Article warns CMS policy on falls may lead to greater use of restraints

Writing in today's New England Journal of Medicine, Dr. Sharon K. Inouye of Harvard Medical School and her coauthors argue that because falls have proved to be such an intractable problem despite broad efforts to reduce them, they should not be included on a list of avoidable medical errors that result in hospitals not being paid.


According to the Boston Globe, Dr. Inouye is warning the pressure to keep patients from falling may lead to greater harm through the use of restraints, reversing a trend of greater mobility among hospitalized patients. Without well-established guidelines on preventing falls, Inouye said she fears restraints will be used. "We have to do something to counteract what may be people's natural tendency to think to stop falls, we've got to tie everyone up," Inouye said in an interview. "We want to open people's eyes to the fact that restraints are actually associated with lots of complications."


Up to one of five patients fall at least once during their time in the hospital, leading to injuries, longer stays, lawsuits, and hospital bills higher by about $4,000, according to previous research cited in the opinion piece. Falls are often caused by the illnesses or impairments patients have and the medications and other treatments they receive to treat them, Inouye said, meaning falls can happen despite the best hospital care.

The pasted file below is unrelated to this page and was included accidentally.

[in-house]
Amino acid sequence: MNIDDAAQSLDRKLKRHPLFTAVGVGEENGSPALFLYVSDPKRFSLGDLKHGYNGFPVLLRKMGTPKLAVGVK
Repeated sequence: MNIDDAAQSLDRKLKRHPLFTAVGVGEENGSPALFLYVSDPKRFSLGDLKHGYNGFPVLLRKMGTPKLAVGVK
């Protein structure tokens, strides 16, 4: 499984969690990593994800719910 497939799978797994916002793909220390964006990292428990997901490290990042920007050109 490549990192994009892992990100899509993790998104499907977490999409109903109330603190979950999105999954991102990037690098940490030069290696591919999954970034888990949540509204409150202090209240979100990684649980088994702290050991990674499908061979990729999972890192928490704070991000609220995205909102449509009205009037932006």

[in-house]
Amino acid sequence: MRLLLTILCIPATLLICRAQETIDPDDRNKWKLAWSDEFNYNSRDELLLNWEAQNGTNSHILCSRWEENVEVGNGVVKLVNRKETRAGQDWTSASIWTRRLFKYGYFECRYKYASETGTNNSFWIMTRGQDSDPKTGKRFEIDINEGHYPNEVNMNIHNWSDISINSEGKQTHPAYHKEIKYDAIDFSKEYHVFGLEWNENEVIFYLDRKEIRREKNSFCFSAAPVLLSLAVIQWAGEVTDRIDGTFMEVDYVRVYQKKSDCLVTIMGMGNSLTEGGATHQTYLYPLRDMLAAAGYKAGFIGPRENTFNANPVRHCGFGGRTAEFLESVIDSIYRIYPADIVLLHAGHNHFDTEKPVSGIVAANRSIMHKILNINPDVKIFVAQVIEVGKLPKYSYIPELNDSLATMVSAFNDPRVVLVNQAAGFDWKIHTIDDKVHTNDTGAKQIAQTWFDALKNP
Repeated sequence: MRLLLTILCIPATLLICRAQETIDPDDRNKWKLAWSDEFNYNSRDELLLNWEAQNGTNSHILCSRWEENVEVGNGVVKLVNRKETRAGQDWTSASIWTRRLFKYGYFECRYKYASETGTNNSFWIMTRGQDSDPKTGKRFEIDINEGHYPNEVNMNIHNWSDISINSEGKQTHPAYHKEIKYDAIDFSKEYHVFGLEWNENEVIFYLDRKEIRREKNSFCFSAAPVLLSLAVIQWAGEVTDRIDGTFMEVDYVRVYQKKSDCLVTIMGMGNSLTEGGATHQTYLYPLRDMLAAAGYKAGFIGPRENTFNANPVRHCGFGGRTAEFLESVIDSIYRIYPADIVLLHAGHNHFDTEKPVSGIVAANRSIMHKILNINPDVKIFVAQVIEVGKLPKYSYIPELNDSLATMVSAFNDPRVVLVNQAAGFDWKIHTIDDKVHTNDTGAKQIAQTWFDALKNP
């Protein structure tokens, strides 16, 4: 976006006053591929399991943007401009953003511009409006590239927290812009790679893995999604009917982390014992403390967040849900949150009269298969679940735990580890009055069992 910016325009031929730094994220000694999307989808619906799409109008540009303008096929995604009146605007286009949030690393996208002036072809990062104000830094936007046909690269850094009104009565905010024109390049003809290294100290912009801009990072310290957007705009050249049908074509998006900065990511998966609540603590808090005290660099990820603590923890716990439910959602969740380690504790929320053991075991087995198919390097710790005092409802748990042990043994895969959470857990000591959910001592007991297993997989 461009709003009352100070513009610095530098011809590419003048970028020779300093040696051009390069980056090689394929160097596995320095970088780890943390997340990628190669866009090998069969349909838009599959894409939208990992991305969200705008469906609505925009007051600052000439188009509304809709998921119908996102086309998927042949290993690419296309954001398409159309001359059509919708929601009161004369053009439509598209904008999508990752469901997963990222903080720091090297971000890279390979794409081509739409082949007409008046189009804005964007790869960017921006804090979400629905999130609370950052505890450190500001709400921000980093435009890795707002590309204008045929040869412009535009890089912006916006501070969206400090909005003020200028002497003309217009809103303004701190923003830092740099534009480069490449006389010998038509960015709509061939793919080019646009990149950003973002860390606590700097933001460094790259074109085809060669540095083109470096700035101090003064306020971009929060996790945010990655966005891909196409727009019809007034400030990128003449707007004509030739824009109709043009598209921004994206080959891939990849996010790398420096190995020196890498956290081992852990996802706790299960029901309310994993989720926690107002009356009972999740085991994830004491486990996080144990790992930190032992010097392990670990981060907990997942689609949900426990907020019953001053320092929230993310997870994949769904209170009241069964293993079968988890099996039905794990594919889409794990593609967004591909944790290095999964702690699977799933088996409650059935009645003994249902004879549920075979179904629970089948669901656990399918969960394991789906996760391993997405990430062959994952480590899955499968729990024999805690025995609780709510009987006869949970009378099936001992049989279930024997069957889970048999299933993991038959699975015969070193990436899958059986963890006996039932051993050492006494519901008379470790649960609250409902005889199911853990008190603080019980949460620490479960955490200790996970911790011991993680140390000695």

In October 2009, the federal government stopped paying hospitals for extra care if a patient fall was deemed preventable, according to


Dr. Thomas Valuck, medical officer and senior adviser at the Center for Medicare Management at the Centers for Medicare & Medicaid Services told he believes Inouye's policy encourages alternatives to restraints and it "is appropriate to use the Medicare payment incentive to encourage adherence to those best practices."


(SOURCES: HCPro Accreditation Connection,, June 8, 2009; The Boston Globe,, accessed June 8, 2009)